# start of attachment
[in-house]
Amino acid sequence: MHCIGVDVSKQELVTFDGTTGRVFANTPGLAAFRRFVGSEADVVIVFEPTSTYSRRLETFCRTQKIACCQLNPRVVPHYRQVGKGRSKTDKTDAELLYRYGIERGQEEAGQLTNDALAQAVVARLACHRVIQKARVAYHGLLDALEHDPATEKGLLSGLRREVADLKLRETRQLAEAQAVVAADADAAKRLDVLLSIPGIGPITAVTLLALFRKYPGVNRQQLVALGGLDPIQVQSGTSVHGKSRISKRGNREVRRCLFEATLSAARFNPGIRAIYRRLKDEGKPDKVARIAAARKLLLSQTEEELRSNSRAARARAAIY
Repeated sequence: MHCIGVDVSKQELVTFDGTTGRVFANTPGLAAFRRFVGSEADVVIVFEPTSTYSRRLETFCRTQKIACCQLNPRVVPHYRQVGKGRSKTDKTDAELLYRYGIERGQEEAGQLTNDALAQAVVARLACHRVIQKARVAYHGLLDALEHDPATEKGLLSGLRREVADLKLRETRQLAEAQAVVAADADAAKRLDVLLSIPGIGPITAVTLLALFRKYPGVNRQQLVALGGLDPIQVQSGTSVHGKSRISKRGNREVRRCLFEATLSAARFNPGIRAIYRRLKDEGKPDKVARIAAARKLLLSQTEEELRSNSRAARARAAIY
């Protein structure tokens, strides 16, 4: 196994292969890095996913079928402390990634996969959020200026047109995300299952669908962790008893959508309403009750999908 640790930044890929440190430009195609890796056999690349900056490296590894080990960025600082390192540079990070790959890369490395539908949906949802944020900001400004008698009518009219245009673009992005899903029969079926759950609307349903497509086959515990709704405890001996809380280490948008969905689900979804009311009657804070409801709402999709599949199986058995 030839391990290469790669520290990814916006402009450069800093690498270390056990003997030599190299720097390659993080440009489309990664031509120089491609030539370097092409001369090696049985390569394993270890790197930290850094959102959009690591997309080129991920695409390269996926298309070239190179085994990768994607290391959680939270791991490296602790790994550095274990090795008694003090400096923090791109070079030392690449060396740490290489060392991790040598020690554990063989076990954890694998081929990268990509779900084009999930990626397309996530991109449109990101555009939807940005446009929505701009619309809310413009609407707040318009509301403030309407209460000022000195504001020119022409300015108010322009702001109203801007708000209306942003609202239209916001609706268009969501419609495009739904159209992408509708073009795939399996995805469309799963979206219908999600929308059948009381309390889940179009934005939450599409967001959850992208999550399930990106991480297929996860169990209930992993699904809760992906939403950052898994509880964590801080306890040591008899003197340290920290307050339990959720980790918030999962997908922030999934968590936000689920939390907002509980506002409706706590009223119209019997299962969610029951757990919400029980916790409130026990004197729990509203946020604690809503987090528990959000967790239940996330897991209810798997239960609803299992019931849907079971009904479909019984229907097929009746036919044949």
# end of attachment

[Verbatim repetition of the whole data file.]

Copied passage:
[in-house]
Amino acid sequence: MHCIGVDVSKQELVTFDGTTGRVFANTPGLAAFRRFVGSEADVVIVFEPTSTYSRRLETFCRTQKIACCQLNPRVVPHYRQVGKGRSKTDKTDAELLYRYGIERGQEEAGQLTNDALAQAVVARLACHRVIQKARVAYHGLLDALEHDPATEKGLLSGLRREVADLKLRETRQLAEAQAVVAADADAAKRLDVLLSIPGIGPITAVTLLALFRKYPGVNRQQLVALGGLDPIQVQSGTSVHGKSRISKRGNREVRRCLFEATLSAARFNPGIRAIYRRLKDEGKPDKVARIAAARKLLLSQTEEELRSNSRAARARAAIY
Repeated sequence: MHCIGVDVSKQELVTFDGTTGRVFANTPGLAAFRRFVGSEADVVIVFEPTSTYSRRLETFCRTQKIACCQLNPRVVPHYRQVGKGRSKTDKTDAELLYRYGIERGQEEAGQLTNDALAQAVVARLACHRVIQKARVAYHGLLDALEHDPATEKGLLSGLRREVADLKLRETRQLAEAQAVVAADADAAKRLDVLLSIPGIGPITAVTLLALFRKYPGVNRQQLVALGGLDPIQVQSGTSVHGKSRISKRGNREVRRCLFEATLSAARFNPGIRAIYRRLKDEGKPDKVARIAAARKLLLSQTEEELRSNSRAARARAAIY
């Protein structure tokens, strides 16, 4: 196994292969890095996913079928402390990634996969959020200026047109995300299952669908962790008893959508309403009750999908 640790930044890929440190430009195609890796056999690349900056490296590894080990960025600082390192540079990070790959890369490395539908949906949802944020900001400004008698009518009219245009673009992005899903029969079926759950609307349903497509086959515990709704405890001996809380280490948008969905689900979804009311009657804070409801709402999709599949199986058995 030839391990290469790669520290990814916006402009450069800093690498270390056990003997030599190299720097390659993080440009489309990664031509120089491609030539370097092409001369090696049985390569394993270890790197930290850094959102959009690591997309080129991920695409390269996926298309070239190179085994990768994607290391959680939270791991490296602790790994550095274990090795008694003090400096923090791109070079030392690449060396740490290489060392991790040598020690554990063989076990954890694998081929990268990509779900084009999930990626397309996530991109449109990101555009939807940005446009929505701009619309809310413009609407707040318009509301403030309407209460000022000195504001020119022409300015108010322009702001109203801007708000209306942003609202239209916001609706268009969501419609495009739904159209992408509708073009795939399996995805469309799963979206219908999600929308059948009381309390889940179009934005939450599409967001959850992208999550399930990106991480297929996860169990209930992993699904809760992906939403950052898994509880964590801080306890040591008899003197340290920290307050339990959720980790918030999962997908922030999934968590936000689920939390907002509980506002409706706590009223119209019997299962969610029951757990919400029980916790409130026990004197729990509203946020604690809503987090528990959000967790239940996330897991209810798997239960609803299992019931849907079971009904479909019984229907097929009746036919044949």